The K-DPP intervention program consisted of the following four core components: (1) a group-based peer-support program consisting of 15 sessions for high-risk individuals, (2) peer-leader training and ongoing support for intervention delivery, (3) diabetes education resource materials and (4) strategies to stimulate broader community engagement. 

The findings of this unique community-based intervention model using low technology and local expertise for reducing diabetes incidence are also relevant and have been applied to other LMICs as well as resource-poor settings in high-income countries. The program findings have been used to inform the future development, adaptation and implementation of diabetes prevention programs to reduce long-term diabetes risk in India and other LMICs. Lessons from this study will also be relevant and have applicability to other rapidly developing low- and middle-income countries with high burdens of type 2 diabetes.

References:

  1. Kerala Diabetes Prevention Program 2020 [cited 2021 25 February 2021]. Available from: https://mspgh.unimelb.edu.au/research-groups/nossal-institute-for-global-health/non-communicable-disease-unit/the-kerala-diabetes-prevention-program-kdpp.

Cultural Adaption

Stop Diabetes, Somalia/Finland

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As part of the StopDia project and supported by the European CHRODIS PLUS project, an operating model aimed at identifying the risk of diabetes in people with an Somali immigrant background living in Finland and preventing diabetes has been developed in 2019.  The intervention was organized in the mosque by a Somali researcher and volunteer health care students and comprised of T2D risk detection with FINDRISC risk score followed by group and digital lifestyle counselling.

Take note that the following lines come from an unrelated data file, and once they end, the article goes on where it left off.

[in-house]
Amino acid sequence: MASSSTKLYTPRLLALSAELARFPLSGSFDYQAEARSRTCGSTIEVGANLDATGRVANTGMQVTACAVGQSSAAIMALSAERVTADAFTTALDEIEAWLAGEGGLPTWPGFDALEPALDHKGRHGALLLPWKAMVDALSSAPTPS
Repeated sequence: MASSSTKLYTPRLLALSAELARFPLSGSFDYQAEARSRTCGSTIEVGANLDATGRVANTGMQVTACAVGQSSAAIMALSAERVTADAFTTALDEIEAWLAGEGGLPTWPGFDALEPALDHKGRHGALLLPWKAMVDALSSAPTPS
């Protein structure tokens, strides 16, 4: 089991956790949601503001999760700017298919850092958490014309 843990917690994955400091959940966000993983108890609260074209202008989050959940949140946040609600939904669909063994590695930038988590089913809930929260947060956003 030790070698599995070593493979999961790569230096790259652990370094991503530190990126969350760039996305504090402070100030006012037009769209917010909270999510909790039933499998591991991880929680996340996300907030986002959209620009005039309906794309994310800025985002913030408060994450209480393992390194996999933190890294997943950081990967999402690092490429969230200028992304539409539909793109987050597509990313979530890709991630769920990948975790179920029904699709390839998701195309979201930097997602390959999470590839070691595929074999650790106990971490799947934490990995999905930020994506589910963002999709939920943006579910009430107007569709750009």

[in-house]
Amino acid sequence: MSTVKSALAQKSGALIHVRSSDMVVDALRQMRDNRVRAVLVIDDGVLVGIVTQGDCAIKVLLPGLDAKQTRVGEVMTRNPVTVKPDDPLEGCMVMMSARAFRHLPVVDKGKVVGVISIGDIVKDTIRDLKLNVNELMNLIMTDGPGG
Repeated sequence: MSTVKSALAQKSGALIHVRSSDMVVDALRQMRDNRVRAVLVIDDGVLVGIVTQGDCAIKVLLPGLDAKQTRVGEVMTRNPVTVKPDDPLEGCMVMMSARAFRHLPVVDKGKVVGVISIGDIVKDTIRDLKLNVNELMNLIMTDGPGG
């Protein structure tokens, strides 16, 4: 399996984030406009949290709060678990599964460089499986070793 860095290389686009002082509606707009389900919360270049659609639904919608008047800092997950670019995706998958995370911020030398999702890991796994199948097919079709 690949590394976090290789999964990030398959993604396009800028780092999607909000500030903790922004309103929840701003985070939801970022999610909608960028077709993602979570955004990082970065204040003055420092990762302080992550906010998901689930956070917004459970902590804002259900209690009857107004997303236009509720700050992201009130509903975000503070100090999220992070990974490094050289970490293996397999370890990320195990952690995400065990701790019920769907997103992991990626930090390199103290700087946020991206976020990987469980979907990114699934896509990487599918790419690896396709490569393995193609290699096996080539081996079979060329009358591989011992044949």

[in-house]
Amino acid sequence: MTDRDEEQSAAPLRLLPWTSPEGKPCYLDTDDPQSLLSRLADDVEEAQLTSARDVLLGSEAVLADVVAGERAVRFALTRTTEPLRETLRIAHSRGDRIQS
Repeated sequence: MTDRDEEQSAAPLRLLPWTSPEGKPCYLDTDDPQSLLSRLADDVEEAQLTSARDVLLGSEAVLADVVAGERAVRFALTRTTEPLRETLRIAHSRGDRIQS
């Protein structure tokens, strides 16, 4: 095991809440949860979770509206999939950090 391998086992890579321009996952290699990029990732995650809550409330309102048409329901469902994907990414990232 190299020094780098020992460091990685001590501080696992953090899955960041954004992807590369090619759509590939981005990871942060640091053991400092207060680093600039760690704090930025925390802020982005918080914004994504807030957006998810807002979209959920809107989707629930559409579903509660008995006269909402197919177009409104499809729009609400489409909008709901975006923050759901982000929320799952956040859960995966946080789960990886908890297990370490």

Findings from this pilot study have suggested moderate positive changes in some health measurements, diet and physical activity. The pilot is a good example of cultural adaptation in implementation research in the real world. It also may be also a feasible model to provide prevention interventions to be transferred to other Somali communities and other immigrant groups in Finland and other countries, but would require close collaboration with the target population as well as training of the local implementers. 

Reference

  1. Somaliväestölle mukautettu StopDia -toimintamalli [cited 2021 26 February 2021]. Available from: https://sites.uef.fi/stopdia/2021/01/26/somalivaestolle-mukautettu-stopdia-toimintamalli/.